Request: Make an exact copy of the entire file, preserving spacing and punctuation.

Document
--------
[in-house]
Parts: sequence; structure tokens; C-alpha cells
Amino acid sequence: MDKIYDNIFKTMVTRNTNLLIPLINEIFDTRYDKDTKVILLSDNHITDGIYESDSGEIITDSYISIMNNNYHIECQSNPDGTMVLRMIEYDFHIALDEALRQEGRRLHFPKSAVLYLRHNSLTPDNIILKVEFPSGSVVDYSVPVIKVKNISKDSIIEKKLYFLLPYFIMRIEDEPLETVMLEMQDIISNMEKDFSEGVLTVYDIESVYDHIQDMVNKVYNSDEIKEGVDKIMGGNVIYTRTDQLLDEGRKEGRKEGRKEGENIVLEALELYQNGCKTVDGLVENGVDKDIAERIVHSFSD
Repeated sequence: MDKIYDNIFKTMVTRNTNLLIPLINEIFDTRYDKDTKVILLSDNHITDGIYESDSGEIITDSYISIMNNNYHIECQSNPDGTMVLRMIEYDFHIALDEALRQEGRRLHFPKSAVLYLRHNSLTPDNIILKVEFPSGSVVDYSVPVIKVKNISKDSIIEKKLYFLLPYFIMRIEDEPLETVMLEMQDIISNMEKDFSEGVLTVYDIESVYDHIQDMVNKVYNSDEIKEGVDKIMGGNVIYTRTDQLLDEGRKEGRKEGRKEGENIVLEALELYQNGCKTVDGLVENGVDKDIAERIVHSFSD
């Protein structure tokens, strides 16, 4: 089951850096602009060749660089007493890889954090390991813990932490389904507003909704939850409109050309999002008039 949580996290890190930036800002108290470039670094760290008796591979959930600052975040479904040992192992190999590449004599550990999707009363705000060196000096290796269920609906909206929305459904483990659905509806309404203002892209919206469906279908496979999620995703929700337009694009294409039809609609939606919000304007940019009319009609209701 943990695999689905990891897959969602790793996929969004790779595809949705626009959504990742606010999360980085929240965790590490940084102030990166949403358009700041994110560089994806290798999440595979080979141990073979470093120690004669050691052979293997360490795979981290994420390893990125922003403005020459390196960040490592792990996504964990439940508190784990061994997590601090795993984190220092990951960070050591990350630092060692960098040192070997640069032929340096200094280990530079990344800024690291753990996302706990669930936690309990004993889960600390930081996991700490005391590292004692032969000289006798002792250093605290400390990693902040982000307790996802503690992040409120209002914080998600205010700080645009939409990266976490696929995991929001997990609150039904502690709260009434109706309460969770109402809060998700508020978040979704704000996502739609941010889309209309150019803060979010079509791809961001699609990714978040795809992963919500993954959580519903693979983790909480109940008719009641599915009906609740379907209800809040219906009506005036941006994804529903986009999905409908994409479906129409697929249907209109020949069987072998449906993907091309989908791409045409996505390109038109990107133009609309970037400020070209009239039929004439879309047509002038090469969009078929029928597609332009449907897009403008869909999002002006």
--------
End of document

[in-house]
Parts: sequence; structure tokens; C-alpha cells
Amino acid sequence: MDKIYDNIFKTMVTRNTNLLIPLINEIFDTRYDKDTKVILLSDNHITDGIYESDSGEIITDSYISIMNNNYHIECQSNPDGTMVLRMIEYDFHIALDEALRQEGRRLHFPKSAVLYLRHNSLTPDNIILKVEFPSGSVVDYSVPVIKVKNISKDSIIEKKLYFLLPYFIMRIEDEPLETVMLEMQDIISNMEKDFSEGVLTVYDIESVYDHIQDMVNKVYNSDEIKEGVDKIMGGNVIYTRTDQLLDEGRKEGRKEGRKEGENIVLEALELYQNGCKTVDGLVENGVDKDIAERIVHSFSD
Repeated sequence: MDKIYDNIFKTMVTRNTNLLIPLINEIFDTRYDKDTKVILLSDNHITDGIYESDSGEIITDSYISIMNNNYHIECQSNPDGTMVLRMIEYDFHIALDEALRQEGRRLHFPKSAVLYLRHNSLTPDNIILKVEFPSGSVVDYSVPVIKVKNISKDSIIEKKLYFLLPYFIMRIEDEPLETVMLEMQDIISNMEKDFSEGVLTVYDIESVYDHIQDMVNKVYNSDEIKEGVDKIMGGNVIYTRTDQLLDEGRKEGRKEGRKEGENIVLEALELYQNGCKTVDGLVENGVDKDIAERIVHSFSD
């Protein structure tokens, strides 16, 4: 089951850096602009060749660089007493890889954090390991813990932490389904507003909704939850409109050309999002008039 949580996290890190930036800002108290470039670094760290008796591979959930600052975040479904040992192992190999590449004599550990999707009363705000060196000096290796269920609906909206929305459904483990659905509806309404203002892209919206469906279908496979999620995703929700337009694009294409039809609609939606919000304007940019009319009609209701 943990695999689905990891897959969602790793996929969004790779595809949705626009959504990742606010999360980085929240965790590490940084102030990166949403358009700041994110560089994806290798999440595979080979141990073979470093120690004669050691052979293997360490795979981290994420390893990125922003403005020459390196960040490592792990996504964990439940508190784990061994997590601090795993984190220092990951960070050591990350630092060692960098040192070997640069032929340096200094280990530079990344800024690291753990996302706990669930936690309990004993889960600390930081996991700490005391590292004692032969000289006798002792250093605290400390990693902040982000307790996802503690992040409120209002914080998600205010700080645009939409990266976490696929995991929001997990609150039904502690709260009434109706309460969770109402809060998700508020978040979704704000996502739609941010889309209309150019803060979010079509791809961001699609990714978040795809992963919500993954959580519903693979983790909480109940008719009641599915009906609740379907209800809040219906009506005036941006994804529903986009999905409908994409479906129409697929249907209109020949069987072998449906993907091309989908791409045409996505390109038109990107133009609309970037400020070209009239039929004439879309047509002038090469969009078929029928597609332009449907897009403008869909999002002006």